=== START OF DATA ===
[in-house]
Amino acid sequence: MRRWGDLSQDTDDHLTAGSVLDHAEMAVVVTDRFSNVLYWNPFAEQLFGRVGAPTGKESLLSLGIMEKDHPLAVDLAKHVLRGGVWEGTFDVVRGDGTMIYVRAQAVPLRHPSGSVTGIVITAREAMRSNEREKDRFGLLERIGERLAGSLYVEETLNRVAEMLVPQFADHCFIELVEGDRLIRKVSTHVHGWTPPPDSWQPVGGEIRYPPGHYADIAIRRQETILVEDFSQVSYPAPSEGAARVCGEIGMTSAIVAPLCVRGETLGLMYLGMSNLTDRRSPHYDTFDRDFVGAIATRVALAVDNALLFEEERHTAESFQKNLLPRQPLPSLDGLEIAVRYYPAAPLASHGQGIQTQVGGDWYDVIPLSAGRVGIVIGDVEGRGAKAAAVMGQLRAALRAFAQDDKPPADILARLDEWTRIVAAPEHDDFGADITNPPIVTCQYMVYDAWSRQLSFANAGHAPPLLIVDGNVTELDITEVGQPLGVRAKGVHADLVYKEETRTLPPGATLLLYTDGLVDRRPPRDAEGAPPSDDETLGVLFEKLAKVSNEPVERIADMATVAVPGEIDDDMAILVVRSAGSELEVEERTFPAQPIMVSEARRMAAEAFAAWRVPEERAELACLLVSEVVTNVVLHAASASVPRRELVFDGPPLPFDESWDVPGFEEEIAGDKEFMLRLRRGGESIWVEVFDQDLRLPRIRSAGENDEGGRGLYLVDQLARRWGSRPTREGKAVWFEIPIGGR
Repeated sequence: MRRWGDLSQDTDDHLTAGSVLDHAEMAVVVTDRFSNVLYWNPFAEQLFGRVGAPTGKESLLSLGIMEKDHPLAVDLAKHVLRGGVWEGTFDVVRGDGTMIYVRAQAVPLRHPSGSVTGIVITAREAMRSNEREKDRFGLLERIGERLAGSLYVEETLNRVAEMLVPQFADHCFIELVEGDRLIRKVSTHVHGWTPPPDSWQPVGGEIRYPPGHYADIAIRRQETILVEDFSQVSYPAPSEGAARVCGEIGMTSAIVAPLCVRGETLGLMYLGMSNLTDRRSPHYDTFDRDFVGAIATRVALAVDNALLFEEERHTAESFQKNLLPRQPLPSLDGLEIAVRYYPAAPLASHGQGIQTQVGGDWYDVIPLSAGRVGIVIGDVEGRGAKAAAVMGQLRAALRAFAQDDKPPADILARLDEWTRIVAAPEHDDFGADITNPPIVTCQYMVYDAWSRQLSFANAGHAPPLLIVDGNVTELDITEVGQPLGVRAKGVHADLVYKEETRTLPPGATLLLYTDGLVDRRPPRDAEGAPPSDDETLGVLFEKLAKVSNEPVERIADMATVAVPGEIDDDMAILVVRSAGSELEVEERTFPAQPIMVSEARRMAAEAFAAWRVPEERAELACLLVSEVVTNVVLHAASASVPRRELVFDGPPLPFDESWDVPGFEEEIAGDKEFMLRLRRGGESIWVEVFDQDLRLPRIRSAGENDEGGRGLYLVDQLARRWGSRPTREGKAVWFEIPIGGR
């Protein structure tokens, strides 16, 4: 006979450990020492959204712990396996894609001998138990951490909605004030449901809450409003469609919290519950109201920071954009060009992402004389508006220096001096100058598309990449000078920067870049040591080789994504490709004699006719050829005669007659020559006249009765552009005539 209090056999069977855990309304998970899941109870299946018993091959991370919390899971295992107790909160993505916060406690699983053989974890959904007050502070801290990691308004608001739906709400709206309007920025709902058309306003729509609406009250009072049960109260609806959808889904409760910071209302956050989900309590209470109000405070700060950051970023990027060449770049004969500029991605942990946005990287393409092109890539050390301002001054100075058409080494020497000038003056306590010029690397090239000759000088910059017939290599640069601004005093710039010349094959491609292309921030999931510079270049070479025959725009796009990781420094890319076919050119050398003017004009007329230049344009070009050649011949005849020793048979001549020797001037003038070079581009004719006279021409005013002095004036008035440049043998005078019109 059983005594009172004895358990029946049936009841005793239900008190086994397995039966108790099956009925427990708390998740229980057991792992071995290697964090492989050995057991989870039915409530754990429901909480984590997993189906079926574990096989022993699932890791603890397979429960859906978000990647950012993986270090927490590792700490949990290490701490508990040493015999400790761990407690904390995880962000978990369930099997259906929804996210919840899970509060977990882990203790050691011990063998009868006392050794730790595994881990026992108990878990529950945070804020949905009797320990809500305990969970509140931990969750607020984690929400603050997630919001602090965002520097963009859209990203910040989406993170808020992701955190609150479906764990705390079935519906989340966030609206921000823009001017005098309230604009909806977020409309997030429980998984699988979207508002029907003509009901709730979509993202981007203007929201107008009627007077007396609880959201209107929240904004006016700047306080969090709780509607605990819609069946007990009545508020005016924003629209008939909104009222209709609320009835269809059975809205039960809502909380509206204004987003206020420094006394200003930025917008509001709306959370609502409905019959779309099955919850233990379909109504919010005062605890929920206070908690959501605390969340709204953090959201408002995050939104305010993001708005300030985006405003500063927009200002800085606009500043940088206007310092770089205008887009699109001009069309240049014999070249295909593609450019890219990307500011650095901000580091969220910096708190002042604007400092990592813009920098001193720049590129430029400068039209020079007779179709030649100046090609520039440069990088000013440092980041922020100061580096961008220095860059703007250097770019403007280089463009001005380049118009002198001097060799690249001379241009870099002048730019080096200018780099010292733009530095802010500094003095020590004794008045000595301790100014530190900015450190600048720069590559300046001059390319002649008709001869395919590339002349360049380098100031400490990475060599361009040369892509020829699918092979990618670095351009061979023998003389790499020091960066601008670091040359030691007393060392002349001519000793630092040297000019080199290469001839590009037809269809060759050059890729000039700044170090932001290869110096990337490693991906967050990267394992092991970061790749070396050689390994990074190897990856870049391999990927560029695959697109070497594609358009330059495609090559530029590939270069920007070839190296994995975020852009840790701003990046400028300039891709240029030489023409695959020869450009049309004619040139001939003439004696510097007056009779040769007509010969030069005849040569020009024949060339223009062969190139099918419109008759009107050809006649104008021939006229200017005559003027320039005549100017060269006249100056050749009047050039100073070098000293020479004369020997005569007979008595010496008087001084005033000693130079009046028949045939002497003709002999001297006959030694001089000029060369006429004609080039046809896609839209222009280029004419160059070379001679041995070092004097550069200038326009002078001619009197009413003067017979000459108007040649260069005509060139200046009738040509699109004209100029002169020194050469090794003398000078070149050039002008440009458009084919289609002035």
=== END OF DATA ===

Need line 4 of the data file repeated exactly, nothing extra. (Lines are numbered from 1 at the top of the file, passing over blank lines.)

């Protein structure tokens, strides 16, 4: 006979450990020492959204712990396996894609001998138990951490909605004030449901809450409003469609919290519950109201920071954009060009992402004389508006220096001096100058598309990449000078920067870049040591080789994504490709004699006719050829005669007659020559006249009765552009005539 209090056999069977855990309304998970899941109870299946018993091959991370919390899971295992107790909160993505916060406690699983053989974890959904007050502070801290990691308004608001739906709400709206309007920025709902058309306003729509609406009250009072049960109260609806959808889904409760910071209302956050989900309590209470109000405070700060950051970023990027060449770049004969500029991605942990946005990287393409092109890539050390301002001054100075058409080494020497000038003056306590010029690397090239000759000088910059017939290599640069601004005093710039010349094959491609292309921030999931510079270049070479025959725009796009990781420094890319076919050119050398003017004009007329230049344009070009050649011949005849020793048979001549020797001037003038070079581009004719006279021409005013002095004036008035440049043998005078019109 059983005594009172004895358990029946049936009841005793239900008190086994397995039966108790099956009925427990708390998740229980057991792992071995290697964090492989050995057991989870039915409530754990429901909480984590997993189906079926574990096989022993699932890791603890397979429960859906978000990647950012993986270090927490590792700490949990290490701490508990040493015999400790761990407690904390995880962000978990369930099997259906929804996210919840899970509060977990882990203790050691011990063998009868006392050794730790595994881990026992108990878990529950945070804020949905009797320990809500305990969970509140931990969750607020984690929400603050997630919001602090965002520097963009859209990203910040989406993170808020992701955190609150479906764990705390079935519906989340966030609206921000823009001017005098309230604009909806977020409309997030429980998984699988979207508002029907003509009901709730979509993202981007203007929201107008009627007077007396609880959201209107929240904004006016700047306080969090709780509607605990819609069946007990009545508020005016924003629209008939909104009222209709609320009835269809059975809205039960809502909380509206204004987003206020420094006394200003930025917008509001709306959370609502409905019959779309099955919850233990379909109504919010005062605890929920206070908690959501605390969340709204953090959201408002995050939104305010993001708005300030985006405003500063927009200002800085606009500043940088206007310092770089205008887009699109001009069309240049014999070249295909593609450019890219990307500011650095901000580091969220910096708190002042604007400092990592813009920098001193720049590129430029400068039209020079007779179709030649100046090609520039440069990088000013440092980041922020100061580096961008220095860059703007250097770019403007280089463009001005380049118009002198001097060799690249001379241009870099002048730019080096200018780099010292733009530095802010500094003095020590004794008045000595301790100014530190900015450190600048720069590559300046001059390319002649008709001869395919590339002349360049380098100031400490990475060599361009040369892509020829699918092979990618670095351009061979023998003389790499020091960066601008670091040359030691007393060392002349001519000793630092040297000019080199290469001839590009037809269809060759050059890729000039700044170090932001290869110096990337490693991906967050990267394992092991970061790749070396050689390994990074190897990856870049391999990927560029695959697109070497594609358009330059495609090559530029590939270069920007070839190296994995975020852009840790701003990046400028300039891709240029030489023409695959020869450009049309004619040139001939003439004696510097007056009779040769007509010969030069005849040569020009024949060339223009062969190139099918419109008759009107050809006649104008021939006229200017005559003027320039005549100017060269006249100056050749009047050039100073070098000293020479004369020997005569007979008595010496008087001084005033000693130079009046028949045939002497003709002999001297006959030694001089000029060369006429004609080039046809896609839209222009280029004419160059070379001679041995070092004097550069200038326009002078001619009197009413003067017979000459108007040649260069005509060139200046009738040509699109004209100029002169020194050469090794003398000078070149050039002008440009458009084919289609002035």